Greece is laying off government employees in response to its financial crisis. Over the next few years, as many as a quarter of the government work force might be let go.
Private-sector companies have used downsizing for a number of years. When revenue falls or productivity gains make a work force reduction possible, companies cut their payrolls. Governments have gone in the opposite direction and have been expanding for years.
Surprisingly given all of the problems Greece faces, government payrolls are not excessive when compared with other countries. According to recent Organization of Economic Co-Operation and Development (OECD) data comparing the percentage of government employment as part of the work force, with 14.1 percent of its work force employed by the government, Greece was tied for 11th out of 26 countries.
The OECD data showed the United States had the same percentage of government workers as Greece did. Both countries had a higher percentage than fiscally challenged Spain and Portugal.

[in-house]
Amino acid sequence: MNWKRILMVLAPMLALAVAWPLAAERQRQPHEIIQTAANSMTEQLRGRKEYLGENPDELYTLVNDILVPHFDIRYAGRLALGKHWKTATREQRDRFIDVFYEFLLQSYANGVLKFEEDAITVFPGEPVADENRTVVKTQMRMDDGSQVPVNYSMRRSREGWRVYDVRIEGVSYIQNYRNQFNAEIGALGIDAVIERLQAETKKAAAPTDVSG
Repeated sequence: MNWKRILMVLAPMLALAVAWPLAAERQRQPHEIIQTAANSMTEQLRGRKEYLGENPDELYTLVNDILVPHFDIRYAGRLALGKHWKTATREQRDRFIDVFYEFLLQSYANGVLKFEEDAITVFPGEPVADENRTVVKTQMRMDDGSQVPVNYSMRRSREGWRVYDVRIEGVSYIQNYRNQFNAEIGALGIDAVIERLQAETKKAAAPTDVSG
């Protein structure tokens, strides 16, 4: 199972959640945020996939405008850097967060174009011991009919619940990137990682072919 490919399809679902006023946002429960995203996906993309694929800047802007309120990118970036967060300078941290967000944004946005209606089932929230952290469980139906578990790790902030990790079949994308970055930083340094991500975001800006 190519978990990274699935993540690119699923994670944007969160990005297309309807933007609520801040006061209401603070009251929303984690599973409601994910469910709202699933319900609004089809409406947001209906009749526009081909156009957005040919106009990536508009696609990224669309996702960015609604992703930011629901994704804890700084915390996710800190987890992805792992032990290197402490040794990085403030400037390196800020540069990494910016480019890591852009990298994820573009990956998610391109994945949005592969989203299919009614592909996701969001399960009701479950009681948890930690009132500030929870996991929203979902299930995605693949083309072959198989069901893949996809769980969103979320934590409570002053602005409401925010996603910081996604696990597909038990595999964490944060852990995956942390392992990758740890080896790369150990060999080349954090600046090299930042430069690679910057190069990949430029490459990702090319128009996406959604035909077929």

More recent Bureau of Labor Statistics data show that 16.2 percent of the U.S. work force is now employed by the government.
In addition to directly employing more than 21.8 million people, local, state and federal government agencies also use contractors. Estimates show that the federal government alone may have an additional 10.5 million contract employees.
Counting federal contractors, at least 24 percent of jobs in the United States are funded by the 103 million taxpayers working in the private sector.
In other words, a population of 313 million Americans is effectively being supported by 102 million private sector employees.
Excessive government debt is causing Greece to lay off civil servants. The United States, where less than a third of the population is working in the private sector, could learn from Greece.
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